I hear a faint bell at 4 am that signals that the day is on. I walk out in the dawn that is yet to come, clutch the blanket tightly around me and climb few stairs up to the Meditation Hall. In my assigned seat, I sit down cross legged on the meditation cushion, back straight and eyes closed. A day of Vipassana begins in that dark hall as my breathing goes slow and slower. My body rebels and so does my brain. They want to be in control as they have always been. They threaten me with aches and distraction but I know even the wildest bull can be tamed. So, I continue breathing, watching my body and observing the sensations.
10 hours of this exercise every day for 10 days – days that you spend in quiet, contemplation and a journey inward. You do not speak or communicate, you partake of a simple vegetarian meal once a day, you do not keep your phone, book or diary. You just be and observe. Perhaps, it is the first time when you really see yourself for who you are. And, this is what Vipassana is all about.
[Vishesh (special) + pashya (to see) = to observe things as they are]
It is an excruciating journey that has cured drug and cigarette addicts on one hand and scared the weak-willed away on the other. You get what you put in. At the end of 10 days at Dharamkot, Vipassana course, I came out although not with a halo but a subtle glow of self-realization. This is what I learned.
1. Experience is everything in the realms of spirituality
While we can learn how to make fire from someone else’s experience, reading about meditation can never make you an expert at it. Gautam Buddha’s achieving enlightenment does nothing to my spiritual growth. The people who have demystified the causes of human suffering can only give us a path to follow but unless I walk that path, I cannot eliminate my suffering. So, practice is the only way. While I had been reading about meditation and consciousness for some time, sitting 8-10 hours per day meditating for 10 days hammered down the concept in my mind in a way that intellectual discussions cannot.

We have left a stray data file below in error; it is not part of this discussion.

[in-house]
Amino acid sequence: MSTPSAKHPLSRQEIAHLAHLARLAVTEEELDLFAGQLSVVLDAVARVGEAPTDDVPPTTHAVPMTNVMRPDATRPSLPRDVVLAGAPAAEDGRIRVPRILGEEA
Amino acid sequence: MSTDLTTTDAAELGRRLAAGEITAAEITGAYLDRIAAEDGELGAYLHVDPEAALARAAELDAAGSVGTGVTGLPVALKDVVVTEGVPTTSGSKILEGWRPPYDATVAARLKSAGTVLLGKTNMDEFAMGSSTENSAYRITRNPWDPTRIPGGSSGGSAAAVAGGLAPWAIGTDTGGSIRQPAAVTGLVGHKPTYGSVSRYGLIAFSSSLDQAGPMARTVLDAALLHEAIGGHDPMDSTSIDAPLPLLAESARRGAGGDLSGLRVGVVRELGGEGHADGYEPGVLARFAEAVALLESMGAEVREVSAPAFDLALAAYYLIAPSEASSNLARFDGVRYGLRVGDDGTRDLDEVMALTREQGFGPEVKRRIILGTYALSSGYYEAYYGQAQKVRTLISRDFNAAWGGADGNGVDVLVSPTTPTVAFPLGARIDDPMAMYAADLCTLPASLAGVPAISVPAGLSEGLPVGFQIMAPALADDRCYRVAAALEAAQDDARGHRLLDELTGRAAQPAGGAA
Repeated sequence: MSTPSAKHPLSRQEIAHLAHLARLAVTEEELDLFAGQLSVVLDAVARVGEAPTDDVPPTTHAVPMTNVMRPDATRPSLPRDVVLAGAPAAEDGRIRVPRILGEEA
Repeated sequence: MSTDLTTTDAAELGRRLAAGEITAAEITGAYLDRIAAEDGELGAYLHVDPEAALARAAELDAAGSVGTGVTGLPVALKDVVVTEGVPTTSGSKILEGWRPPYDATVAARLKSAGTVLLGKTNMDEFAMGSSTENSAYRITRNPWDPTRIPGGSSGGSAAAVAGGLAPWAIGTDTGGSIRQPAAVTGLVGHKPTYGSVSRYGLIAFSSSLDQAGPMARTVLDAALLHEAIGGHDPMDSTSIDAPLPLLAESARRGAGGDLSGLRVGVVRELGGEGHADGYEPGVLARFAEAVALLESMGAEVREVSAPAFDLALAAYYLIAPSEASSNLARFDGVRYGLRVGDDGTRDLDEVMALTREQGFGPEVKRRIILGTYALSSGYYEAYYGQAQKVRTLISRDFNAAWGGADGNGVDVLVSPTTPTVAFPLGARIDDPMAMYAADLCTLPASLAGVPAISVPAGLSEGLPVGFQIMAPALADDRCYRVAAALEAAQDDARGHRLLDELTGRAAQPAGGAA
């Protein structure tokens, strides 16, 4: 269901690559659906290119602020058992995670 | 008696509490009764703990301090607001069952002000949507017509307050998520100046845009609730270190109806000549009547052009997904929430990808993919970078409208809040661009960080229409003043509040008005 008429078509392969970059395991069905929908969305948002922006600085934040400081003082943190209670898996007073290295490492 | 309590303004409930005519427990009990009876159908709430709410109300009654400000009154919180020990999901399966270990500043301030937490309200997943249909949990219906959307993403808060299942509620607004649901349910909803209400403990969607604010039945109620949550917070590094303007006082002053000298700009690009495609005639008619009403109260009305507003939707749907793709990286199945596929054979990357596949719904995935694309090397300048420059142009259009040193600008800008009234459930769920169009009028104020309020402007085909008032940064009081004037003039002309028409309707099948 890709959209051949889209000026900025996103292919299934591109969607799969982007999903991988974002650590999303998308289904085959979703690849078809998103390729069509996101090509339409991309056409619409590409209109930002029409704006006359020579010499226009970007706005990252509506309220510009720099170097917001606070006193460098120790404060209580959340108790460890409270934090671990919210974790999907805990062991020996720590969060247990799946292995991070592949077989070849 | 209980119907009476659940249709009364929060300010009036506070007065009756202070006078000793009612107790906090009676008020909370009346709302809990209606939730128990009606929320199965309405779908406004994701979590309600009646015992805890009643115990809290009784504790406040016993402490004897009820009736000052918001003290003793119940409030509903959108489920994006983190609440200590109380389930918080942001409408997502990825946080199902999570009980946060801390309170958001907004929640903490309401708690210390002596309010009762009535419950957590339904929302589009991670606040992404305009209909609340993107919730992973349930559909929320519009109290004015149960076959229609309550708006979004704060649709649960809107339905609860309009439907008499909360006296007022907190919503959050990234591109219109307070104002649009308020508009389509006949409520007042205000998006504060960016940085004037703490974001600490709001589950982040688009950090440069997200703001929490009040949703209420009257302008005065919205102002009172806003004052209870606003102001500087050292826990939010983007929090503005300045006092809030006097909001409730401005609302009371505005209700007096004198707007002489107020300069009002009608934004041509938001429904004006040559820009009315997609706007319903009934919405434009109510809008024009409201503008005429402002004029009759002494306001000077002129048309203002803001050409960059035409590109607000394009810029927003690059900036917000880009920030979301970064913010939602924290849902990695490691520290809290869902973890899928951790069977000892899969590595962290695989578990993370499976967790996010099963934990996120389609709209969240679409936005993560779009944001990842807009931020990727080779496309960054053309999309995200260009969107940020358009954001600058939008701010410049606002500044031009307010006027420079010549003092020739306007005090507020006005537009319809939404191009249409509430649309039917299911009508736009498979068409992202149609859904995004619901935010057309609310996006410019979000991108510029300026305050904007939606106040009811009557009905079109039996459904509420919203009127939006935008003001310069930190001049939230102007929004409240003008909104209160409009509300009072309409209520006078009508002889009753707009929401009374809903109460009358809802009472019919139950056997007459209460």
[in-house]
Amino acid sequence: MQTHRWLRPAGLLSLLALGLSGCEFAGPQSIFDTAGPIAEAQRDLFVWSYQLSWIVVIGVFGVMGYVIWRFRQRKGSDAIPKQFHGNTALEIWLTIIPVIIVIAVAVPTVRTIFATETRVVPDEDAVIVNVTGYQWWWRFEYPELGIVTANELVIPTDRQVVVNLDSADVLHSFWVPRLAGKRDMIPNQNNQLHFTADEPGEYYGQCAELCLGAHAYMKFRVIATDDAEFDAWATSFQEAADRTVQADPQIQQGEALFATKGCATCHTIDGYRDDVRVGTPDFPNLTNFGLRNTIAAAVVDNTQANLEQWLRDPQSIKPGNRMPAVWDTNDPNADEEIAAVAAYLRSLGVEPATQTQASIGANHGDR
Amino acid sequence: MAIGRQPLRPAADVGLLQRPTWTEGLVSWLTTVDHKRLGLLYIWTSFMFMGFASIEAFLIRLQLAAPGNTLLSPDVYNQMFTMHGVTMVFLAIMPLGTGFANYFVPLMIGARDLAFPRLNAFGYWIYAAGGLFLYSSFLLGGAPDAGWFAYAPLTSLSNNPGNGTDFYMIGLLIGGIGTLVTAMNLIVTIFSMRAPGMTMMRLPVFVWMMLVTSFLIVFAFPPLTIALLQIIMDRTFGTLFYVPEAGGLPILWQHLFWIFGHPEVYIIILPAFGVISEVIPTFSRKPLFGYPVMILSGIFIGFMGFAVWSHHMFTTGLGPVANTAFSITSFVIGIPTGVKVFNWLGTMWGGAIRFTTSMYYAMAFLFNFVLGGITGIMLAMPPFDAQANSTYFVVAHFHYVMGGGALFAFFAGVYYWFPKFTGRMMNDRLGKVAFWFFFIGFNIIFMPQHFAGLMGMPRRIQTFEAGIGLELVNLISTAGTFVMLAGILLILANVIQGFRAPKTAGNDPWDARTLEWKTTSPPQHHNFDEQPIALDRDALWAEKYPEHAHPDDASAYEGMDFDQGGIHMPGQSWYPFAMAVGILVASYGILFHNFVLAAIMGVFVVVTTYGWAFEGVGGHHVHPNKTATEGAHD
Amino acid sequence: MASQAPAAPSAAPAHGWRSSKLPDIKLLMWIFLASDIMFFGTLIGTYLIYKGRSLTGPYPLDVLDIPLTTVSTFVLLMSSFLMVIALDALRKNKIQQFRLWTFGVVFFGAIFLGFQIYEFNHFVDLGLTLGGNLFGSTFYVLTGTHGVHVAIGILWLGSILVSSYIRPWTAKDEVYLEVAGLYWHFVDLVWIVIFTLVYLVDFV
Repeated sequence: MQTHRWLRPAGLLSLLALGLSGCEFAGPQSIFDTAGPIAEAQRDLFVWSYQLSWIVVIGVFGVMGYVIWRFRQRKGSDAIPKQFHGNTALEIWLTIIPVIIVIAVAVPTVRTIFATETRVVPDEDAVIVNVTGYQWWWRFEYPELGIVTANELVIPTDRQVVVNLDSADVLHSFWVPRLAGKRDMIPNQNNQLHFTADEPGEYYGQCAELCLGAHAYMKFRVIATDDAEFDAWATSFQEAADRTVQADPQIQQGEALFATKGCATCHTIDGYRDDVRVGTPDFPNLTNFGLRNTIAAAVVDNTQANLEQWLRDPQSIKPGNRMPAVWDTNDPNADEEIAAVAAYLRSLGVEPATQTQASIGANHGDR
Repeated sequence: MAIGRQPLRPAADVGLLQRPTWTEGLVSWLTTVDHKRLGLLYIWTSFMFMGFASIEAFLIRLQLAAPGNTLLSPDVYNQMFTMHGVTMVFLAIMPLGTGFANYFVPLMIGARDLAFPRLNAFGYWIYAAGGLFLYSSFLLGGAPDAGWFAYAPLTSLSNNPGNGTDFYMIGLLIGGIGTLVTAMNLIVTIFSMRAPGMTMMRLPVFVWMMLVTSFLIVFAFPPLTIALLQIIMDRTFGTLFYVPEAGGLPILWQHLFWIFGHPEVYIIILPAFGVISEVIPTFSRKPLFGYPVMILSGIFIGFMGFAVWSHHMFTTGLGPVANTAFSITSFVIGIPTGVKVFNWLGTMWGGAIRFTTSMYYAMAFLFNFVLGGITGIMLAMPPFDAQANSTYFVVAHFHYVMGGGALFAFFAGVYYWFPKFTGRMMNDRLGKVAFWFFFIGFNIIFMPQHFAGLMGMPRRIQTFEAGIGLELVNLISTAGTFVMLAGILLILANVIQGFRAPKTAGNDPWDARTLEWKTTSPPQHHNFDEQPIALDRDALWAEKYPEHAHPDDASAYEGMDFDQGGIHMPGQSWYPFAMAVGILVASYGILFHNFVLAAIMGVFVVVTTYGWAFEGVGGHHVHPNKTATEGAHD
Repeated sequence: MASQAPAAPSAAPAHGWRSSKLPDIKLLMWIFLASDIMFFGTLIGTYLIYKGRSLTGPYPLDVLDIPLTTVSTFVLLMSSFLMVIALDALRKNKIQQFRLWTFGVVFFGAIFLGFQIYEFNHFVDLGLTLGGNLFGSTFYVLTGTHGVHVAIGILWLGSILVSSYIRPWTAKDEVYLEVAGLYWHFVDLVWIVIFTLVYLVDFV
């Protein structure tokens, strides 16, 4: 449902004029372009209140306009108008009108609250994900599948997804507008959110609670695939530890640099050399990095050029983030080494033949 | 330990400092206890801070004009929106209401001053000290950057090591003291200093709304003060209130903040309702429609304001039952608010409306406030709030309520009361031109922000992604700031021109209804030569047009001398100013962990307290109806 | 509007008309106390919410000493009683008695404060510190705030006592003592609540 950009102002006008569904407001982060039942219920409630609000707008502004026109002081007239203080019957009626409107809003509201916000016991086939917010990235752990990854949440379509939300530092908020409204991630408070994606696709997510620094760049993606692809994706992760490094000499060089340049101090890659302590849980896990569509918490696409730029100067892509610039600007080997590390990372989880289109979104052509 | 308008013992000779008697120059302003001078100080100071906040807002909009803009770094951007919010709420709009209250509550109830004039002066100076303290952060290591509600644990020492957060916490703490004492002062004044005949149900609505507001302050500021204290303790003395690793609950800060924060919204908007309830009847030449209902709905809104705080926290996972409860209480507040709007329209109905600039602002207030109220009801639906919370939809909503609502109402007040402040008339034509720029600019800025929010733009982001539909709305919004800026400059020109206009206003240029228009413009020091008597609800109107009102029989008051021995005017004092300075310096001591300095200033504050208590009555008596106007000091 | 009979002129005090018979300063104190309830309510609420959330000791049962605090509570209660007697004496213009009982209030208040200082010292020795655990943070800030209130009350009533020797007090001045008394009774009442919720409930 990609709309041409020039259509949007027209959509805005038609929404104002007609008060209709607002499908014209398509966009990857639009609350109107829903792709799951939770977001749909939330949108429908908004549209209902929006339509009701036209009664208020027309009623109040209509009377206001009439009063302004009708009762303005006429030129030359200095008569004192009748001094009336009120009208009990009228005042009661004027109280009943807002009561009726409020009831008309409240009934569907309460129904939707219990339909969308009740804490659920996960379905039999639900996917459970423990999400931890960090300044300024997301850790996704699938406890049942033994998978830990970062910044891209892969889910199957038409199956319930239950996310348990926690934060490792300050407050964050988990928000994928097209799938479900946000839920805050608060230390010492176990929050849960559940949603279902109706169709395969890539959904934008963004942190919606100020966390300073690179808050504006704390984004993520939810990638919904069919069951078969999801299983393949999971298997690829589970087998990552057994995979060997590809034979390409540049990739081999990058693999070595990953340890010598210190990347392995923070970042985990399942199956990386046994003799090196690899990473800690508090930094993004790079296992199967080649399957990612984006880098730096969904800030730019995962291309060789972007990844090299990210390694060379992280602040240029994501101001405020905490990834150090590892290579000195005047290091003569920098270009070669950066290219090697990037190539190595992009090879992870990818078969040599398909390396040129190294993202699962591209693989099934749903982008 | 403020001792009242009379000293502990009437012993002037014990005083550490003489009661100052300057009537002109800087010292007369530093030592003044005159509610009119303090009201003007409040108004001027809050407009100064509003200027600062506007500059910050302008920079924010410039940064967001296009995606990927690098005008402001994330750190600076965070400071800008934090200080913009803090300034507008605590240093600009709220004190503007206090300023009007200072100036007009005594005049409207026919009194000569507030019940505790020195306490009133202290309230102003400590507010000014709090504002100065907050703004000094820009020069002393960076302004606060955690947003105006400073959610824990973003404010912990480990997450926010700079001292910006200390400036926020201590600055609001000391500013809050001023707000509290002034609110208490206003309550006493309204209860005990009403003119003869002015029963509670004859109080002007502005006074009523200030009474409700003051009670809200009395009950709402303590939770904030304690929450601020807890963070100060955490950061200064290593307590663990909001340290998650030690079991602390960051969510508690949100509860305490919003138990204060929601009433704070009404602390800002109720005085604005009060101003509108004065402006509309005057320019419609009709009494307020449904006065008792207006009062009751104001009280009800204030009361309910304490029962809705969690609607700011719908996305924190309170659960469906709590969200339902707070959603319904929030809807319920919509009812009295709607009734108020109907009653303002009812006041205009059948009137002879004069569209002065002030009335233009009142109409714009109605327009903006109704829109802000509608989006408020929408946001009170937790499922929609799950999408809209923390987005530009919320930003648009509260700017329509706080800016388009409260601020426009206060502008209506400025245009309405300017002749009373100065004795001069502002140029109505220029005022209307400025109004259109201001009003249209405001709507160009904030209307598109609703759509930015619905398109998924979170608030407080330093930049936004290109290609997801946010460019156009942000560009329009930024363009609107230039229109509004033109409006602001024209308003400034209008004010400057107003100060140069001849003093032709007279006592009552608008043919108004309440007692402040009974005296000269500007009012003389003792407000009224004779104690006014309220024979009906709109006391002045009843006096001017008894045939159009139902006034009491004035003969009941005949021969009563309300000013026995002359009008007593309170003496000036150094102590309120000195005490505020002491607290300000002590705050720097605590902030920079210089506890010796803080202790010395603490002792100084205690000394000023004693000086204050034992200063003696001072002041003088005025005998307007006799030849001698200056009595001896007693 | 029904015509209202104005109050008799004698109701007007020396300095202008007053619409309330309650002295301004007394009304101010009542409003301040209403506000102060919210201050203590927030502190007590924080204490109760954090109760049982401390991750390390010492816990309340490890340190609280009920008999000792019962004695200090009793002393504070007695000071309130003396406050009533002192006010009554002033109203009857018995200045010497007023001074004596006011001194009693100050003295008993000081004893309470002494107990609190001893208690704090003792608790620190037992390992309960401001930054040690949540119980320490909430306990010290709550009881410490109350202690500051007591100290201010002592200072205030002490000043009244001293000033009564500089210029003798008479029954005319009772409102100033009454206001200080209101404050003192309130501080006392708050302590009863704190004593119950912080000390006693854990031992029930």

No one saves us but ourselves. No one can and no one may. We ourselves must walk the path.Gautama Buddha, Sayings Of Buddha
2. The best place to address a problem is at its root
At Vipassana, we are taught to sever the weeds of our suffering at its very root. Extending this practice to other aspects of life, I have started to re-examine why some relationships are stressful, why it is hard to work with some people, what kind of work makes me happier and vice versa. By trying to understand the causes, I do not dab superficially at curing the side effects. What I have noticed is that the act of realizing the underlying root cause itself (without actually solving it) can make half the problem go away.
A problem well stated is a problem half solved.Charles Franklin Kettering
3. Let go of a desire to control
While it helps to think you are in control of the situation, are you really? Looking back at the major events in your life, you would realize how little you controlled the course of events and the outcome. Instead of bothering over it, I find it helpful to go with the flow, know that I am trying my best but not be attached to the outcome. So, whatever happens, I can enjoy the moment. Remember that the eagle soars against the wind and not with it. In the course, I had no control over what I get to eat, who I am sharing bathroom with or who sits next to me. As long as I tried controlling it one way or another, I was tensed. The moment I accepted it and it even meant breaking some rules involuntarily, my self relaxed and not only did I enjoy my time there but also I got more out of it – my awareness and some delightful friends.
Chaos is what we’ve lost touch with. This is why it is given a bad name. It is feared by the dominant archetype of our world, which is Ego, which clenches because its existence is defined in terms of control.Terence McKenna
4. We are over-communicating